Subzero Debt Goes Corporate!
“The interest rate risk that these bonds carry is huge… The losses that investors would take are unlike anything they’ve ever seen.”
— James Bianco, Bianco Research
Recently in Wealth Watch, I alerted you to the fast-growing pile of negative-yielding government bonds. Worldwide there’s $17 trillion worth at last count, which represents a staggering 30% of the entire global sovereign debt market.
It’s madness, and clearly not sustainable. But now the madness is going corporate.
The quote above from my colleague Jim Bianco, founder of Bianco Research, is taken from a recent CNBC article, which points out:
“Government bonds aren’t the only instruments producing negative yields these days, with [subzero] corporate debt recently passing the $1 trillion mark.”
Government bonds in Europe and Japan have offered negative yields for some time now, but subzero corporate bonds are a new and frightening phenomenon. Just look at the stunningly rapid rise in negative-yielding corporate bonds.
The total has risen from just $243 million worth of negative corporate debt in June to almost $1.1 trillion today.
That’s up a breathtaking 350% in less than three months!
This type of “hockey stick” move is an eerie and unpleasant reminder of similar charts in 2007, showing the rapid rise in credit default swaps and tightening credit conditions.
That happened just before the financial system crashed in 2008, wiping out $7.5 trillion in U.S. stock market wealth.
Most of the negative-yielding corporate bonds are also in Europe and Japan. And it shows just how desperate institutional investors are for yield today as interest rates collapse.
It also shows how much above the norm investors are willing to pay. Again, that’s an uncomfortable similarity to how much folks were willing to pay for real estate during the run-up to the ’08 housing bust.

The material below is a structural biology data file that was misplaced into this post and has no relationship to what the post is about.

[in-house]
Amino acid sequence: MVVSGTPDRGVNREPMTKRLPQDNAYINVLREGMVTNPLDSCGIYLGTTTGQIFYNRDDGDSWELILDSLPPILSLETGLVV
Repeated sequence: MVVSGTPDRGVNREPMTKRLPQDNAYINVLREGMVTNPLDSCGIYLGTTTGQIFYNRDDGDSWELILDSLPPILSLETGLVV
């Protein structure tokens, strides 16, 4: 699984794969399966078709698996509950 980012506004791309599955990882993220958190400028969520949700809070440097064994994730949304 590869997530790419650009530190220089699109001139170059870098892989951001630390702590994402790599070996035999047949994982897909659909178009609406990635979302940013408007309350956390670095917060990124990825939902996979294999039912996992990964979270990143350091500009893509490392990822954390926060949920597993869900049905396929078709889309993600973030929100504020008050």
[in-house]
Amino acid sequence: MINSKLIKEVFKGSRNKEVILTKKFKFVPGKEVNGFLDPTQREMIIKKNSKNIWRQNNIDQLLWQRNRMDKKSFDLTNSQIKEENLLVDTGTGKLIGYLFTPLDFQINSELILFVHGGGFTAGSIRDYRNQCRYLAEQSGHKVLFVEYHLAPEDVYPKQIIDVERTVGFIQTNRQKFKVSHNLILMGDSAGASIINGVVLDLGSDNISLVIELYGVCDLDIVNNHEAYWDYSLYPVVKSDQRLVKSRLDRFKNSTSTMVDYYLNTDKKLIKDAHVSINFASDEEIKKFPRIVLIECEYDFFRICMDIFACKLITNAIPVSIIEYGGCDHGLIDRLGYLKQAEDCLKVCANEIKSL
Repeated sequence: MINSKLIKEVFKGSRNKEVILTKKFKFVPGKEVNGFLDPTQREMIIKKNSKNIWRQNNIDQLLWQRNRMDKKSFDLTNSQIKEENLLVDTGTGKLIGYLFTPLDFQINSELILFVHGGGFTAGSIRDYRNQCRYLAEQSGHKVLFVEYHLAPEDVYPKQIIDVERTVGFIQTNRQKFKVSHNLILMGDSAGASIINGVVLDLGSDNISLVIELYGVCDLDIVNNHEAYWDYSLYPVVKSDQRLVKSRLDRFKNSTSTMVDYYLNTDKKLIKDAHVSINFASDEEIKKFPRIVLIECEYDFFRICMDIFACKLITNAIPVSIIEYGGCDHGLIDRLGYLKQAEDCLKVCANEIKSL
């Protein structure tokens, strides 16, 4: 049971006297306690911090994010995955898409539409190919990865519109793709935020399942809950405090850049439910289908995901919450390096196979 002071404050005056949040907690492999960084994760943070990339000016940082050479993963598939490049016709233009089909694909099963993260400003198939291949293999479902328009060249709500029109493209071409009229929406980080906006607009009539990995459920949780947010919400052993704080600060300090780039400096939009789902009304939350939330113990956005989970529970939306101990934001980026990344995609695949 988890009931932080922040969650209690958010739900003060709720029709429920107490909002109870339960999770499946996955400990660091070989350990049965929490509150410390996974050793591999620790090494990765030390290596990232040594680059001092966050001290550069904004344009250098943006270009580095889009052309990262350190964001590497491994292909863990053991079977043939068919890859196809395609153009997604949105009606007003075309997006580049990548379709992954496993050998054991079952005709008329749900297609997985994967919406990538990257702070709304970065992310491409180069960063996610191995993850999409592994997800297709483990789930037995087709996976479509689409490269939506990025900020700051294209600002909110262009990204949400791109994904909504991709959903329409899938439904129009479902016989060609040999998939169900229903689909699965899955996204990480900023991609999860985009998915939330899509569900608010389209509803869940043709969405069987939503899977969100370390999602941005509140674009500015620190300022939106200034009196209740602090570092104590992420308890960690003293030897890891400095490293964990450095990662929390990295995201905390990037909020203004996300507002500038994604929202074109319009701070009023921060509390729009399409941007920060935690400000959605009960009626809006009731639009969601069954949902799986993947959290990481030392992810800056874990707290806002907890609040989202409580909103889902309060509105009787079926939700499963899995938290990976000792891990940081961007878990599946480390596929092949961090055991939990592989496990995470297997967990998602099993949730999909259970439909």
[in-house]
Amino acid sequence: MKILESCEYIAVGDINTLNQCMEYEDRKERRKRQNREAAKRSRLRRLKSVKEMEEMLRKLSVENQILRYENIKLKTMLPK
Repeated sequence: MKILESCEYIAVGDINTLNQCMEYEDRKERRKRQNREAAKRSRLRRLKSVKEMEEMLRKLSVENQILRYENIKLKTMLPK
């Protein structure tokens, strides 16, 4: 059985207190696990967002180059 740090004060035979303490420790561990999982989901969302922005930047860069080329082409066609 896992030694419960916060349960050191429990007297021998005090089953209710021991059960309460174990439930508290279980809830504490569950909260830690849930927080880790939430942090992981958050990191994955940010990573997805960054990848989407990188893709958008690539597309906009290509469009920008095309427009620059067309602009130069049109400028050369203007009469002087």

The potential reward here, from somewhat higher bond prices, isn’t anywhere close to the enormous risk buyers of negative-yield corporate bonds are exposing themselves to right now.
As Jim points out, “The losses that investors would take are unlike anything they’ve ever seen.”
As an example, Jim notes if yields increase just two percentage points, it would be a 50% plunge in the principal value to bondholders.
If we somehow avoid a recession in the next year, a big winner from negative-yield corporate debt would be high-quality, investment-grade U.S. corporate bonds, which have much higher yields than similar corporate debt in Europe and Japan.
One way to profit is with the iShares Aaa–A-Rated Corporate Bond ETF (QLTA), which invests only in U.S. corporate bonds at the high end of the credit-quality spectrum.
The ETF is up nearly 11% this year in price appreciation alone, plus it pays you a 3% dividend yield.
If you’re looking to leverage some profit out of this negative-yield madness, QLTA is a great way to do so.
Here’s to growing your wealth,
Chief Income Expert